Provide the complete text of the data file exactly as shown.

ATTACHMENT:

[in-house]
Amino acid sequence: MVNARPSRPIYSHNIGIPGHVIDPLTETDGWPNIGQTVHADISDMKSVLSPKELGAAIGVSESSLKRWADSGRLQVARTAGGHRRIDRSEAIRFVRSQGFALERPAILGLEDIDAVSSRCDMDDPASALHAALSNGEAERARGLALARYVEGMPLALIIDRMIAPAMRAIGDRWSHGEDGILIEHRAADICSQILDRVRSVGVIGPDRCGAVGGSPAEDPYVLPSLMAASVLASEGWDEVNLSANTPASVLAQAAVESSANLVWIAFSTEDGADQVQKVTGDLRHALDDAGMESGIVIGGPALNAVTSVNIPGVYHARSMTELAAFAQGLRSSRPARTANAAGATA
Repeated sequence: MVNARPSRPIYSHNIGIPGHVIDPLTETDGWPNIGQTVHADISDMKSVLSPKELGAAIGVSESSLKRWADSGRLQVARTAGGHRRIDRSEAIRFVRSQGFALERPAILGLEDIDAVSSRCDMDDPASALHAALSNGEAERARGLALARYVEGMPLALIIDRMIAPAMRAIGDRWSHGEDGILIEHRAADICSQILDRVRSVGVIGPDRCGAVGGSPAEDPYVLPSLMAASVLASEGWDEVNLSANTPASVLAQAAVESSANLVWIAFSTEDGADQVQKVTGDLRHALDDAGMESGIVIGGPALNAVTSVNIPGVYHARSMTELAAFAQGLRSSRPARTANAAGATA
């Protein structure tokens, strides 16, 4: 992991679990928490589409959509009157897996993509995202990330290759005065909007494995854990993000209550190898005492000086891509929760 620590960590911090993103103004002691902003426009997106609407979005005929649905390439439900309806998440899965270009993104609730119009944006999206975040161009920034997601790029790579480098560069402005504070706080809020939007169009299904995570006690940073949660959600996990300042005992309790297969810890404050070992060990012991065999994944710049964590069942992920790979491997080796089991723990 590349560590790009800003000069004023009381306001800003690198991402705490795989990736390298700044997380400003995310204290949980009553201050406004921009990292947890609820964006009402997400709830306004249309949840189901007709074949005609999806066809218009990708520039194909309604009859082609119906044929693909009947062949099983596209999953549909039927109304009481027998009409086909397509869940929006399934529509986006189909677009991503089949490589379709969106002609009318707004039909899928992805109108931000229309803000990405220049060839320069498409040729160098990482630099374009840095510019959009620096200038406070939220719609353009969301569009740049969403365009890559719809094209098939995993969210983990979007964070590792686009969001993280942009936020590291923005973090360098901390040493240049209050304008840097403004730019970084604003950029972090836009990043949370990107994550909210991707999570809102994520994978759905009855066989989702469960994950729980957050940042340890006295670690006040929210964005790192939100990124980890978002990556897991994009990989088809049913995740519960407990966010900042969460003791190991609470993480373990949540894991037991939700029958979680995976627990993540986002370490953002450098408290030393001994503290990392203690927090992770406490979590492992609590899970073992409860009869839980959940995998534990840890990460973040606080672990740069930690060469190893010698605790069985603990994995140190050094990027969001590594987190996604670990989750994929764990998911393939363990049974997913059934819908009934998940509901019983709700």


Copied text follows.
[in-house]
Amino acid sequence: MVNARPSRPIYSHNIGIPGHVIDPLTETDGWPNIGQTVHADISDMKSVLSPKELGAAIGVSESSLKRWADSGRLQVARTAGGHRRIDRSEAIRFVRSQGFALERPAILGLEDIDAVSSRCDMDDPASALHAALSNGEAERARGLALARYVEGMPLALIIDRMIAPAMRAIGDRWSHGEDGILIEHRAADICSQILDRVRSVGVIGPDRCGAVGGSPAEDPYVLPSLMAASVLASEGWDEVNLSANTPASVLAQAAVESSANLVWIAFSTEDGADQVQKVTGDLRHALDDAGMESGIVIGGPALNAVTSVNIPGVYHARSMTELAAFAQGLRSSRPARTANAAGATA
Repeated sequence: MVNARPSRPIYSHNIGIPGHVIDPLTETDGWPNIGQTVHADISDMKSVLSPKELGAAIGVSESSLKRWADSGRLQVARTAGGHRRIDRSEAIRFVRSQGFALERPAILGLEDIDAVSSRCDMDDPASALHAALSNGEAERARGLALARYVEGMPLALIIDRMIAPAMRAIGDRWSHGEDGILIEHRAADICSQILDRVRSVGVIGPDRCGAVGGSPAEDPYVLPSLMAASVLASEGWDEVNLSANTPASVLAQAAVESSANLVWIAFSTEDGADQVQKVTGDLRHALDDAGMESGIVIGGPALNAVTSVNIPGVYHARSMTELAAFAQGLRSSRPARTANAAGATA
């Protein structure tokens, strides 16, 4: 992991679990928490589409959509009157897996993509995202990330290759005065909007494995854990993000209550190898005492000086891509929760 620590960590911090993103103004002691902003426009997106609407979005005929649905390439439900309806998440899965270009993104609730119009944006999206975040161009920034997601790029790579480098560069402005504070706080809020939007169009299904995570006690940073949660959600996990300042005992309790297969810890404050070992060990012991065999994944710049964590069942992920790979491997080796089991723990 590349560590790009800003000069004023009381306001800003690198991402705490795989990736390298700044997380400003995310204290949980009553201050406004921009990292947890609820964006009402997400709830306004249309949840189901007709074949005609999806066809218009990708520039194909309604009859082609119906044929693909009947062949099983596209999953549909039927109304009481027998009409086909397509869940929006399934529509986006189909677009991503089949490589379709969106002609009318707004039909899928992805109108931000229309803000990405220049060839320069498409040729160098990482630099374009840095510019959009620096200038406070939220719609353009969301569009740049969403365009890559719809094209098939995993969210983990979007964070590792686009969001993280942009936020590291923005973090360098901390040493240049209050304008840097403004730019970084604003950029972090836009990043949370990107994550909210991707999570809102994520994978759905009855066989989702469960994950729980957050940042340890006295670690006040929210964005790192939100990124980890978002990556897991994009990989088809049913995740519960407990966010900042969460003791190991609470993480373990949540894991037991939700029958979680995976627990993540986002370490953002450098408290030393001994503290990392203690927090992770406490979590492992609590899970073992409860009869839980959940995998534990840890990460973040606080672990740069930690060469190893010698605790069985603990994995140190050094990027969001590594987190996604670990989750994929764990998911393939363990049974997913059934819908009934998940509901019983709700």